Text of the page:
Caixin
Jul 16, 2018 05:52 PM
FINANCE

Investment Firm Boss Flees China After Allegedly Raising $5.7 Billion Illegally

Police say Zillion Holdings sold wealth management products without official approval in more than 10 provincial-level regions since December 2012. Photo: IC
Police say Zillion Holdings sold wealth management products without official approval in more than 10 provincial-level regions since December 2012. Photo: IC

A Shanghai-based investment company, whose actual controller has fled the country, illegally raised over 38 billion yuan ($5.7 billion) in public funds through peer-to-peer (P2P) lending platforms and other outlets, local police have said.

The alleged misconduct of Zillion Holdings is one of the biggest scandals to hit China’s troubled internet finance industry.

Zillion Holdings sold wealth management products without official approval in more than 10 provincial-level regions since December 2012 via subsidiaries that included P2P lender Tangxiaoseng, promising annualized returns of 5%-15%, police in Shanghai’s Pudong New Area announced on social media (link in Chinese). The rates are much higher than China’ benchmark one-year deposit rate, which has remained at 1.5% since October 2015.

The police investigation found that the company illegally raised more than 38 billion yuan from investors, according to the police’s post late Friday, making Zillion Holdings one of the biggest illegal fundraising cases in recent years.

Zillion Holdings’ legal representative, Tao Lei, was officially arrested on Friday, while Wu Zaiping, the person who controls the company, was still at large, police said. Caixin had learned previously that Wu had fled abroad.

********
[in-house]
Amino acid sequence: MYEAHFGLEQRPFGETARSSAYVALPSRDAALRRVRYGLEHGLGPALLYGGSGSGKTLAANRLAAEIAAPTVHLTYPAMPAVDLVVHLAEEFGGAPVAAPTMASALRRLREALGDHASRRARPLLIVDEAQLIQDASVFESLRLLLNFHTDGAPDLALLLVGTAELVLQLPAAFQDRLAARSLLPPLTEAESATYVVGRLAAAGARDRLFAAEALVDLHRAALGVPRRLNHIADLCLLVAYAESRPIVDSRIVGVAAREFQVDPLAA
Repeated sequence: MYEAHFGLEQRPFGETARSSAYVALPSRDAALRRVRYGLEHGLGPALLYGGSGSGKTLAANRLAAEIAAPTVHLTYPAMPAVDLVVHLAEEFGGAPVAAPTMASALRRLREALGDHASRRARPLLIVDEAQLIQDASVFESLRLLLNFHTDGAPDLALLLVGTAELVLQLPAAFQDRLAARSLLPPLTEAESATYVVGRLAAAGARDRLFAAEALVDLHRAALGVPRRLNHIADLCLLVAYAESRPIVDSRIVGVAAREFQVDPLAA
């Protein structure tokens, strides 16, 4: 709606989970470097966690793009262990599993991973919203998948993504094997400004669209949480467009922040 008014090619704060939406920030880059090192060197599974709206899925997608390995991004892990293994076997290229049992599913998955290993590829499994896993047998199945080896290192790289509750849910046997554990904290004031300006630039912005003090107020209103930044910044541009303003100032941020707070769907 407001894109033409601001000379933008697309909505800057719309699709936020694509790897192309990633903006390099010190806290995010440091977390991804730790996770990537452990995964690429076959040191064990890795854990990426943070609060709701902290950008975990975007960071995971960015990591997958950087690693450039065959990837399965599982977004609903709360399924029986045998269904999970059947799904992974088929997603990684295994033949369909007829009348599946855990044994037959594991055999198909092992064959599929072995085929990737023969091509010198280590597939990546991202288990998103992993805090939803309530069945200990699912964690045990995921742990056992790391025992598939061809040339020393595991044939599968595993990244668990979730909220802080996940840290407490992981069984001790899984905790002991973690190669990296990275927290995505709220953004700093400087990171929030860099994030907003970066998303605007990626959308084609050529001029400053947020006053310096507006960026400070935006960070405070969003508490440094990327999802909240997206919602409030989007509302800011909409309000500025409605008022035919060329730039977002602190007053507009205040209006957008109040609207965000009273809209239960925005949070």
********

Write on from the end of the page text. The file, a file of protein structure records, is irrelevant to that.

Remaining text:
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Pudong police began investigating Zillion Holdings on suspicion of illegal public fundraising — a phrase that has come to refer to activities that resemble a Ponzi scheme — in mid-June after investors reported losses, it said.

The case is the latest scandal to rattle confidence in China’s internet finance industry, which has had explosive yet unregulated growth in fundraising from typically mom-and-pop investors. Authorities have cracked down on the sector since 2015 as reports of fraud surged.

In December 2015, authorities shut down Ezubo, one of the country’s largest P2P lenders at that time. Investigators later found that the platform had bilked 900,000 investors across China out of more than 50 billion yuan.

In December, the founder of Nanjing-based internet wealth-management and marketing company Qbao turned himself in to police. He stands accused of illegally raising 70 billion yuan.

The central bank said last week that it was extending a two-year-old nationwide campaign (link in Chinese) to crack down on financial violations in cyberspace to root out risks and put the fledgling online lending market under proper oversight. Sources close to the central bank told Caixin earlier that regulators plan to continue the crackdown on illicit P2P platforms and online microlending until June 2019.

A total of 63 P2P platforms either had difficulties meeting investors’ cash withdrawal demands or saw their owners absconding with the depositors’ funds last month, the highest number since August 2016, due to rising costs as regulators tightened rules and investors grew warier of the business amid rising payment defaults, internet lending research firm Wangdaizhijia said in a monthly report earlier in July. There were 1,836 P2P platforms still operating at the end of June, compared with 3,383 at their peak in January 2016.

Contact reporter Fran Wang (fangwang@caixin.com)

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